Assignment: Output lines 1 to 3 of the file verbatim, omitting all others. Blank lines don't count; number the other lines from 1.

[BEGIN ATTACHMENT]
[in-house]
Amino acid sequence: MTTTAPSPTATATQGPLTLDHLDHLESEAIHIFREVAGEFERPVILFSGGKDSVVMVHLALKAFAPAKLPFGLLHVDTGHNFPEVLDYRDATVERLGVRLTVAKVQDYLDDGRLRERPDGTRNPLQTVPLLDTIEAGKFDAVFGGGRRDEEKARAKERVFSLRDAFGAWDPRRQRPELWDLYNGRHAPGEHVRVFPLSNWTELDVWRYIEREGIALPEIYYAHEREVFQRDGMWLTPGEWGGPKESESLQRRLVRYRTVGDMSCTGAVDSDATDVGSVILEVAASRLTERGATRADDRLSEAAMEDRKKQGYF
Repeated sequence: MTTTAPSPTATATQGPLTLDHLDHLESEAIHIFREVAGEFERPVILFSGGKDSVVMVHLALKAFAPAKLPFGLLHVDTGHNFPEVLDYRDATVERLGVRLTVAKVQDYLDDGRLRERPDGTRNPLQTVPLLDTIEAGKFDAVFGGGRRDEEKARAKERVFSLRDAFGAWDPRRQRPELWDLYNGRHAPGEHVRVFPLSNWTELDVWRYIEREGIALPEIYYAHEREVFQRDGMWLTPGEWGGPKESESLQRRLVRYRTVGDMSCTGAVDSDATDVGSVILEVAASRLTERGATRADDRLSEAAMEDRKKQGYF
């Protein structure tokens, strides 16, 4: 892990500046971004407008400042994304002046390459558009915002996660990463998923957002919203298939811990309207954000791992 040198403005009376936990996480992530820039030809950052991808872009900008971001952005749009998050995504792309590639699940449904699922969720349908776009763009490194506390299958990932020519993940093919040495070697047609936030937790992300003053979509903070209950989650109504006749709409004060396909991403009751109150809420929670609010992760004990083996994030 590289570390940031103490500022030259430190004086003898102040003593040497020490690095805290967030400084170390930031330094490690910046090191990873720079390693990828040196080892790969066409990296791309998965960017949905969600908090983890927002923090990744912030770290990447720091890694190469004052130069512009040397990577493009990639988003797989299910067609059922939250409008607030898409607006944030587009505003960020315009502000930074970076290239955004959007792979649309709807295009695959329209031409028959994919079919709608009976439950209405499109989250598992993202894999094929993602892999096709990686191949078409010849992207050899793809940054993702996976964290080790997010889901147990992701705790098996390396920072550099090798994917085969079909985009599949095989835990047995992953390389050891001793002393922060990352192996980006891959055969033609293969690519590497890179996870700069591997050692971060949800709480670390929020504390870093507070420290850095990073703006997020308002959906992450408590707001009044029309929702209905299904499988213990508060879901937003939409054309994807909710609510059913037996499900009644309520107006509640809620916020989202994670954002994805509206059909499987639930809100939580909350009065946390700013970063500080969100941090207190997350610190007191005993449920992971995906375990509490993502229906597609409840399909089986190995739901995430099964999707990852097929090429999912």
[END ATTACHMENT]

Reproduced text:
[in-house]
Amino acid sequence: MTTTAPSPTATATQGPLTLDHLDHLESEAIHIFREVAGEFERPVILFSGGKDSVVMVHLALKAFAPAKLPFGLLHVDTGHNFPEVLDYRDATVERLGVRLTVAKVQDYLDDGRLRERPDGTRNPLQTVPLLDTIEAGKFDAVFGGGRRDEEKARAKERVFSLRDAFGAWDPRRQRPELWDLYNGRHAPGEHVRVFPLSNWTELDVWRYIEREGIALPEIYYAHEREVFQRDGMWLTPGEWGGPKESESLQRRLVRYRTVGDMSCTGAVDSDATDVGSVILEVAASRLTERGATRADDRLSEAAMEDRKKQGYF
Repeated sequence: MTTTAPSPTATATQGPLTLDHLDHLESEAIHIFREVAGEFERPVILFSGGKDSVVMVHLALKAFAPAKLPFGLLHVDTGHNFPEVLDYRDATVERLGVRLTVAKVQDYLDDGRLRERPDGTRNPLQTVPLLDTIEAGKFDAVFGGGRRDEEKARAKERVFSLRDAFGAWDPRRQRPELWDLYNGRHAPGEHVRVFPLSNWTELDVWRYIEREGIALPEIYYAHEREVFQRDGMWLTPGEWGGPKESESLQRRLVRYRTVGDMSCTGAVDSDATDVGSVILEVAASRLTERGATRADDRLSEAAMEDRKKQGYF